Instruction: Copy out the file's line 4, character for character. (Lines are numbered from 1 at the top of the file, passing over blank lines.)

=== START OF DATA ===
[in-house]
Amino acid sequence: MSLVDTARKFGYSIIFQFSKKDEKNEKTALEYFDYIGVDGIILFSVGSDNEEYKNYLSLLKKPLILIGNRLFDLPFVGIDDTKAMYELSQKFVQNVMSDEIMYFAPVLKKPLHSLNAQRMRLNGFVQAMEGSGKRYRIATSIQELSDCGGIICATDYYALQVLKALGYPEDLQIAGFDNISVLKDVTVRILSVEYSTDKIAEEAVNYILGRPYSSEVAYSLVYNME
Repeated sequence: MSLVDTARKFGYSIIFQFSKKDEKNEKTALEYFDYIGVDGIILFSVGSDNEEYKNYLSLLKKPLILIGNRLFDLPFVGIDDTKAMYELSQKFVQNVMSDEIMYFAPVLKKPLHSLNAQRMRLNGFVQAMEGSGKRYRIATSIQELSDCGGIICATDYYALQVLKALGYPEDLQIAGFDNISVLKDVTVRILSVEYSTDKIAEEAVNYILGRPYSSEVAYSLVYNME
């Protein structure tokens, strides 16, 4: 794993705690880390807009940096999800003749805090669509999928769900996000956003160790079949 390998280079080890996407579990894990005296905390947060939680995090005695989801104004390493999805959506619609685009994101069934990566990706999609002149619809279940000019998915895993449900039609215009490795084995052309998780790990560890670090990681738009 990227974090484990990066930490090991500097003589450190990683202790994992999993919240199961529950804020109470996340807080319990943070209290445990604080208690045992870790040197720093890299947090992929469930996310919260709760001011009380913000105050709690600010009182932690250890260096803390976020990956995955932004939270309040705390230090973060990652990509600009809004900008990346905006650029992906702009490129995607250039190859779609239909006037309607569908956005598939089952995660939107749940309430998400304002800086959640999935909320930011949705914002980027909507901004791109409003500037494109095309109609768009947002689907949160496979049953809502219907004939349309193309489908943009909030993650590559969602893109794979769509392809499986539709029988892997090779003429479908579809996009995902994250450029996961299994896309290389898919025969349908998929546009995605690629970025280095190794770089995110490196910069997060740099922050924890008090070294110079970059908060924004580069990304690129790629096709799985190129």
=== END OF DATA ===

């Protein structure tokens, strides 16, 4: 794993705690880390807009940096999800003749805090669509999928769900996000956003160790079949 390998280079080890996407579990894990005296905390947060939680995090005695989801104004390493999805959506619609685009994101069934990566990706999609002149619809279940000019998915895993449900039609215009490795084995052309998780790990560890670090990681738009 990227974090484990990066930490090991500097003589450190990683202790994992999993919240199961529950804020109470996340807080319990943070209290445990604080208690045992870790040197720093890299947090992929469930996310919260709760001011009380913000105050709690600010009182932690250890260096803390976020990956995955932004939270309040705390230090973060990652990509600009809004900008990346905006650029992906702009490129995607250039190859779609239909006037309607569908956005598939089952995660939107749940309430998400304002800086959640999935909320930011949705914002980027909507901004791109409003500037494109095309109609768009947002689907949160496979049953809502219907004939349309193309489908943009909030993650590559969602893109794979769509392809499986539709029988892997090779003429479908579809996009995902994250450029996961299994896309290389898919025969349908998929546009995605690629970025280095190794770089995110490196910069997060740099922050924890008090070294110079970059908060924004580069990304690129790629096709799985190129």